I started the long road of fertility treatment in 2016 with an OB/GYN, and ending up with a Reproductive Endocrinologist. I failed 2 nauseating rounds of Clomid along the way, and underwent extensive fertility testing and procedures.
Our tests finally came back and my doctor (who is excellent, by the way) went over the results with me.
My husband was required to do a semen analysis and his numbers were oddly (lol) excellent. As for me, only my left ovary was working, and it wasn't working well. I had too many eggs, and was on the radar for cervical cancer. There was only a 5% chance of conceiving on my own. She said my best option would be IVF, which my insurance covers.
I held my composure as best I could in the office, and I broke down in my car.
It wasn't fair that I had saved myself for marriage, that I hereditary PCOS from my mother, who herself had 5 children with 3 different men, 2 of which where conceived out of adultery, and one was aborted. But after some time, I accepted that this was my lot. I had no choice. I became ok with it, and was working on moving past the curse of infertility. I would focus on other things.
So we scheduled a hysteroscopy to remove the cysts on my right ovary, which was completely blocked. After finishing a prescription to get the surgery scheduled within the narrow time allotment, my cycle should have started within a few days. But it didn't.
My doctor called me into the office immediately, and did an emergency sonogram. "That looks like a gestational sac. Do you know what that is?" I had no idea, and she went on to tell me it was a sign of early pregnancy, but it could possibly be a cyst. They did some blood work and said they'd call me the next day. I figured it was probably a cyst seeing that I didn't seem to ever leave the office with good news.
The next morning, my husband went to the gym, but I stayed home. I decided to take a pregnancy test to prove to myself it wasn't a gestational sac. I didn't like the suspense and repeated disappointment.
I still had a big box of ovulation and Hcg strips I'd purchased off Amazon during my Clomid treatments.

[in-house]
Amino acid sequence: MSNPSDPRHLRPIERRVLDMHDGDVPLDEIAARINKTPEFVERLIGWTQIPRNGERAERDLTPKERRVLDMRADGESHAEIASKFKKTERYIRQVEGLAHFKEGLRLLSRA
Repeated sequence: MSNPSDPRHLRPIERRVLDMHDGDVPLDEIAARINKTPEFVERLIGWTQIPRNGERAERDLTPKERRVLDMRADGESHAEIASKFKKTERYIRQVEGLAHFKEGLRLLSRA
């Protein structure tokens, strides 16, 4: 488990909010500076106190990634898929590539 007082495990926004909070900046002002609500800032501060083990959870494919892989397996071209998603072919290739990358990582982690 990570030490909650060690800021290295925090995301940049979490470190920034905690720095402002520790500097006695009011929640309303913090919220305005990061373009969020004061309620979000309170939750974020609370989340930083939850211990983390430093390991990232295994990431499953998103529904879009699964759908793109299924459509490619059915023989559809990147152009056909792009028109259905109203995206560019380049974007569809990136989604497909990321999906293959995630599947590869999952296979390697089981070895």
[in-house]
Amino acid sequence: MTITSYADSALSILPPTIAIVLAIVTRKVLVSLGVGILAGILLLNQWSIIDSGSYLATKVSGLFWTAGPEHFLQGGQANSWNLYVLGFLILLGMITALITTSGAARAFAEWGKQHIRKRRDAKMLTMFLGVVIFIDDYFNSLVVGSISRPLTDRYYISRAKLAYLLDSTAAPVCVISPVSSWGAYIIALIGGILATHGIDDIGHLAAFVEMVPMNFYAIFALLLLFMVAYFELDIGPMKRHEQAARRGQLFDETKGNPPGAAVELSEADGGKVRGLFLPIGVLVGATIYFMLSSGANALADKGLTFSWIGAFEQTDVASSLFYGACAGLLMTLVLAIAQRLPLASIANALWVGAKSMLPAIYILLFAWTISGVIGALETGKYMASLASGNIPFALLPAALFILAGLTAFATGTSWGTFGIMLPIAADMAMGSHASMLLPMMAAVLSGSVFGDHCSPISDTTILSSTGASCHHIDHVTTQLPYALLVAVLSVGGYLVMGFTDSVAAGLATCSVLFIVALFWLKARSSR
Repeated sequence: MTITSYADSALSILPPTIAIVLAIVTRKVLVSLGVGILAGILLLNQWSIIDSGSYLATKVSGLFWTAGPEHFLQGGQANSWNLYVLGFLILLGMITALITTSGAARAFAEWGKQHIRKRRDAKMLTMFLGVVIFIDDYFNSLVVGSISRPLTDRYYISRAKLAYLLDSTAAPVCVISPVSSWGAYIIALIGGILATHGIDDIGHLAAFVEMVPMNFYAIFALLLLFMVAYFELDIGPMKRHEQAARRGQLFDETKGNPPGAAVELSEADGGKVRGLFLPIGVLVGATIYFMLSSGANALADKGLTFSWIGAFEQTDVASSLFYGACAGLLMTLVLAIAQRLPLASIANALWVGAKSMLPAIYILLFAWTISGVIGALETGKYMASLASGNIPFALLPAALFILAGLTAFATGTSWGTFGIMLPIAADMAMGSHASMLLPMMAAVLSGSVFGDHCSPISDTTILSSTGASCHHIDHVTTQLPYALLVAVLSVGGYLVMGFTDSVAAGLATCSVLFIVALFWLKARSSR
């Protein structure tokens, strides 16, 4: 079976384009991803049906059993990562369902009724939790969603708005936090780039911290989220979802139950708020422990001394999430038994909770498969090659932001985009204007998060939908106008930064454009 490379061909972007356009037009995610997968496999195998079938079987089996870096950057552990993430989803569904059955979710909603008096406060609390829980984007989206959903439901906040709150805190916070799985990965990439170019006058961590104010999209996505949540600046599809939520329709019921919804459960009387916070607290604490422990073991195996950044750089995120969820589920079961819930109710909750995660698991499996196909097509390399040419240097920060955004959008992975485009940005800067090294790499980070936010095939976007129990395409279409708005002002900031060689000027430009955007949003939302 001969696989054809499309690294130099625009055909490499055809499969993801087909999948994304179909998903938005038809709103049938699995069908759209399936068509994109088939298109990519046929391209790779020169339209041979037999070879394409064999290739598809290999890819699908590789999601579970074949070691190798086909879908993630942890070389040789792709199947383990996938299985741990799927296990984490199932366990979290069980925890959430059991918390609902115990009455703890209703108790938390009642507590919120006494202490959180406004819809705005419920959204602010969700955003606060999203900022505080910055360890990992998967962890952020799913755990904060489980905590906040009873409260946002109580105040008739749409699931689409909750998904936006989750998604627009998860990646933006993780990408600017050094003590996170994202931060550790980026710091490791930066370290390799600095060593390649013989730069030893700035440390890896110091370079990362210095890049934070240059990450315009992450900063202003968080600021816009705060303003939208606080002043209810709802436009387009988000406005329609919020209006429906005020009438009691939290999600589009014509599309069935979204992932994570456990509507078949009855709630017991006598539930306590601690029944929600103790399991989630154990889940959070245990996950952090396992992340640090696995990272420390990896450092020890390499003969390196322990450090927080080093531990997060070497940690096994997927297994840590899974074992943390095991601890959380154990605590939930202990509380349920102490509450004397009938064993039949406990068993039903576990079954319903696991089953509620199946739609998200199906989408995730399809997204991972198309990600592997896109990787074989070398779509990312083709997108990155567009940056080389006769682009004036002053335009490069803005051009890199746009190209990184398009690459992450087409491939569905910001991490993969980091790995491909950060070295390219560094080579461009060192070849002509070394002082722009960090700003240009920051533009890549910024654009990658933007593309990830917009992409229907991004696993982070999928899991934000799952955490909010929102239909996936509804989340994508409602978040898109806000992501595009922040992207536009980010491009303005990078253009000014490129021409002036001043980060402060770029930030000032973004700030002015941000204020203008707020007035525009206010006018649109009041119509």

I froze when I saw those two pink lines. Any woman who has gone through fertility treatment knows those lines are like finding a pot of gold at the end of a rainbow.
This meant, that at the time of that doctor's visit to go over my test results, I was already pregnant on my own, without any medical intervention.
I called my husband and told him, but I cried. Not because I was excited, but because I felt it was too good to be true, and I felt almost burdened. I've seen many patterns in my life where things didn't work out for me, and this scared me. The stakes were very high.
He encouraged me, and later that day the doctor's office called to let me know I was pregnant and what my Hcg level was. It still seemed too good to be true, and it took me a few days to accept it. I was happy, but I wasn't excited. Life had already taught me not to get my hopes up too soon.
We had our official sonogram, and we were given a due date.
After some time, I embraced the fact that we were finally having our first pregnancy in 6 years of marriage, and expecting our first child. Maverick if it was a boy, and Charlotte if it was a girl.
I went in for a sonogram checkup- my husband came with me. And I'm glad he did.
The sonogram took longer than it usually did. The doctor even turned on the audio to listen. I didn't even know the sonogram machine had audio. I could tell she was desperately looking for something, and kept doing some of the same things over and over.
Finally she turns off the machine. "I'm sorry, I can't find heartbeat. Get dressed, and we'll discuss it in my office." My heart fell into my stomach. I felt hopeless. I felt duped. I felt stupid.
Opening my keepsake box in over 6 months for this photo.
My body didn't react to the baby dying, so it was continuing pregnancy business as usual- symptoms and all.
I was given three options to expel the fetus: take a pill, have it surgically removed, or wait it out. If nothing happened within a week, I would need to have surgery to avoid blood poisoning.
I chose to wait it out. I was tired of stirrups and all the probing. I was mostly hoping for a miracle- specifically a Lazarus-type miracle (John 11:21-23).
Saturday morning I began having unbearable contractions that had me in tears. I delivered my deceased baby at 12:35pm that same day in my bathroom. I held the tiny, underdeveloped baby in the palm of my hand, and showed my husband.
I ended up having the hysteroscopy AND a D&C shortly thereafter.
The depression was, and is real. The stages of grief are real. I lost my passion for everything. Losing my baby was the straw that broke the camel's back for me. It depleted my last bit of strength and my "go-getter" spirit. It changed me.
I quit my businesses because I no longer had the heart for it. The only thing that kept me sane was lots of prayer.
We've since had no success with conceiving naturally or with fertility treatments. Our last IUI failed, too.
My heart is shattered, but I'm ok for the most part. I'm over it. And I think that's why I'm ok.
My due date passed a few days ago, and it was difficult. I decided to honor my baby's life by operating Sweet Texas Olive again.
I don't know where this will lead me, but I figured I would at least give it a shot.
And that's where I've been this entire year.
From anyone who's been here, I'd love to hear your advice on coping with baby loss.